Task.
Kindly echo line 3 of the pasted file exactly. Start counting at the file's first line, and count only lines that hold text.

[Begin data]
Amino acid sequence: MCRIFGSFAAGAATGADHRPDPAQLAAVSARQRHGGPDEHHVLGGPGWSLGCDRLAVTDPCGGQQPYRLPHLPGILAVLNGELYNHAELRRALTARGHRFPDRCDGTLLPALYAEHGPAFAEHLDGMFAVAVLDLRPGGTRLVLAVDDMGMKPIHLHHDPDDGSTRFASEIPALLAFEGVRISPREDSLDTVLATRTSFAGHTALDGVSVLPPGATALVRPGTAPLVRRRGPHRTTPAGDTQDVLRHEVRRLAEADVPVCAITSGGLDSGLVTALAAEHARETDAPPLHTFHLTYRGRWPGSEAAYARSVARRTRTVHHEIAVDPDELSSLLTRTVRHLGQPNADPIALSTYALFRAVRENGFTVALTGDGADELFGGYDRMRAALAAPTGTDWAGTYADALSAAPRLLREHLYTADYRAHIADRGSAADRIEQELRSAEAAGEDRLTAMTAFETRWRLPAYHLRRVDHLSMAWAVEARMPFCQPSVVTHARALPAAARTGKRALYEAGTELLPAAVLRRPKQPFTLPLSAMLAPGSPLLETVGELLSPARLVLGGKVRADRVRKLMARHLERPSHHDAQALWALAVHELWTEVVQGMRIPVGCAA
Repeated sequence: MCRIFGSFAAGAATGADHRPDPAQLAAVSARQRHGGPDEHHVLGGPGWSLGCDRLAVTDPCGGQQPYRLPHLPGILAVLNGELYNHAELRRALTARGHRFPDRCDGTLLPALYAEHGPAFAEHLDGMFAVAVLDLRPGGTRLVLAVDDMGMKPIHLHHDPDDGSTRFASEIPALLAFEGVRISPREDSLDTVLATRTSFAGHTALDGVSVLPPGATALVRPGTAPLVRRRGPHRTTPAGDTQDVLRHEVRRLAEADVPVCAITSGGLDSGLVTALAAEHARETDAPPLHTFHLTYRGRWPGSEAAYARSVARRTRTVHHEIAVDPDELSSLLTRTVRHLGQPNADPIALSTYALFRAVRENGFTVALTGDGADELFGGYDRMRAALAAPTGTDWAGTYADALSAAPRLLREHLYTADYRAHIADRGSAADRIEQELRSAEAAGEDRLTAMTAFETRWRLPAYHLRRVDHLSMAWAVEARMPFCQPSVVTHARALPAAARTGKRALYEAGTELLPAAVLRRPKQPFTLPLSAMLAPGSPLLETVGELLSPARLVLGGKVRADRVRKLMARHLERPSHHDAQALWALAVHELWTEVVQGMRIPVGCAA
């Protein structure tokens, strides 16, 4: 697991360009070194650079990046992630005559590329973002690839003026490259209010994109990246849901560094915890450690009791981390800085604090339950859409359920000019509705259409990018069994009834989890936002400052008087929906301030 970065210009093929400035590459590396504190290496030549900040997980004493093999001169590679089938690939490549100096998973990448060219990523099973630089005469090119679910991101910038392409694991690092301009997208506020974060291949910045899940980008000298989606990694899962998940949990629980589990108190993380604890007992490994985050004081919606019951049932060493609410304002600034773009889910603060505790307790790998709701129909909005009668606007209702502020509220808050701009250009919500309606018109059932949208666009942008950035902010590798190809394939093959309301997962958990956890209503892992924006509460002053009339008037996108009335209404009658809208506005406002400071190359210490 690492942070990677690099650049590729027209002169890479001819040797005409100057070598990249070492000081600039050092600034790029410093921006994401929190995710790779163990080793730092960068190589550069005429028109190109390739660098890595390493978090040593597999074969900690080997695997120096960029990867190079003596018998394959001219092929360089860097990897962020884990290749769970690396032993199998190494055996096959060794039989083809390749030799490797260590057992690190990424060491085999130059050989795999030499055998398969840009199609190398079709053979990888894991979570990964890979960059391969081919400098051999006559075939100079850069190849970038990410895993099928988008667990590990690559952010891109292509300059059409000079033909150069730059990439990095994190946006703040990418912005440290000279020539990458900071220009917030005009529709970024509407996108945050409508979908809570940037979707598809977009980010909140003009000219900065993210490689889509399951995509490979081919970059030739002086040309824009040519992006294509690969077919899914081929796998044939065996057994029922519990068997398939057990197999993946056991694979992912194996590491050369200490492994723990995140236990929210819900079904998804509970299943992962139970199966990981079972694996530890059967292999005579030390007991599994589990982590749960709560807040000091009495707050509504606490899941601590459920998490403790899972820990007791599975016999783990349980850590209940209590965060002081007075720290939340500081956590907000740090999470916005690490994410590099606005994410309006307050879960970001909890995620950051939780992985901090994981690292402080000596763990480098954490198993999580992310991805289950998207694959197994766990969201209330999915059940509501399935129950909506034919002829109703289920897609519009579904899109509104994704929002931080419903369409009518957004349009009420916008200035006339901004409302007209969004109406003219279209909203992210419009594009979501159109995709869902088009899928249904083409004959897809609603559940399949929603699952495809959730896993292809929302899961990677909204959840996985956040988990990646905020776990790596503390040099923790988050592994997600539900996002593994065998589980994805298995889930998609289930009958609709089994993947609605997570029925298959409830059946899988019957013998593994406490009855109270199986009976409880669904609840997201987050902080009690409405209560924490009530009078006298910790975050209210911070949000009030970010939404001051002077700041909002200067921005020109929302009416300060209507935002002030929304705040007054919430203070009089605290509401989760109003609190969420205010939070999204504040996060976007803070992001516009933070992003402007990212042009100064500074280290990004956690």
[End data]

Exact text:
């Protein structure tokens, strides 16, 4: 697991360009070194650079990046992630005559590329973002690839003026490259209010994109990246849901560094915890450690009791981390800085604090339950859409359920000019509705259409990018069994009834989890936002400052008087929906301030 970065210009093929400035590459590396504190290496030549900040997980004493093999001169590679089938690939490549100096998973990448060219990523099973630089005469090119679910991101910038392409694991690092301009997208506020974060291949910045899940980008000298989606990694899962998940949990629980589990108190993380604890007992490994985050004081919606019951049932060493609410304002600034773009889910603060505790307790790998709701129909909005009668606007209702502020509220808050701009250009919500309606018109059932949208666009942008950035902010590798190809394939093959309301997962958990956890209503892992924006509460002053009339008037996108009335209404009658809208506005406002400071190359210490 690492942070990677690099650049590729027209002169890479001819040797005409100057070598990249070492000081600039050092600034790029410093921006994401929190995710790779163990080793730092960068190589550069005429028109190109390739660098890595390493978090040593597999074969900690080997695997120096960029990867190079003596018998394959001219092929360089860097990897962020884990290749769970690396032993199998190494055996096959060794039989083809390749030799490797260590057992690190990424060491085999130059050989795999030499055998398969840009199609190398079709053979990888894991979570990964890979960059391969081919400098051999006559075939100079850069190849970038990410895993099928988008667990590990690559952010891109292509300059059409000079033909150069730059990439990095994190946006703040990418912005440290000279020539990458900071220009917030005009529709970024509407996108945050409508979908809570940037979707598809977009980010909140003009000219900065993210490689889509399951995509490979081919970059030739002086040309824009040519992006294509690969077919899914081929796998044939065996057994029922519990068997398939057990197999993946056991694979992912194996590491050369200490492994723990995140236990929210819900079904998804509970299943992962139970199966990981079972694996530890059967292999005579030390007991599994589990982590749960709560807040000091009495707050509504606490899941601590459920998490403790899972820990007791599975016999783990349980850590209940209590965060002081007075720290939340500081956590907000740090999470916005690490994410590099606005994410309006307050879960970001909890995620950051939780992985901090994981690292402080000596763990480098954490198993999580992310991805289950998207694959197994766990969201209330999915059940509501399935129950909506034919002829109703289920897609519009579904899109509104994704929002931080419903369409009518957004349009009420916008200035006339901004409302007209969004109406003219279209909203992210419009594009979501159109995709869902088009899928249904083409004959897809609603559940399949929603699952495809959730896993292809929302899961990677909204959840996985956040988990990646905020776990790596503390040099923790988050592994997600539900996002593994065998589980994805298995889930998609289930009958609709089994993947609605997570029925298959409830059946899988019957013998593994406490009855109270199986009976409880669904609840997201987050902080009690409405209560924490009530009078006298910790975050209210911070949000009030970010939404001051002077700041909002200067921005020109929302009416300060209507935002002030929304705040007054919430203070009089605290509401989760109003609190969420205010939070999204504040996060976007803070992001516009933070992003402007990212042009100064500074280290990004956690």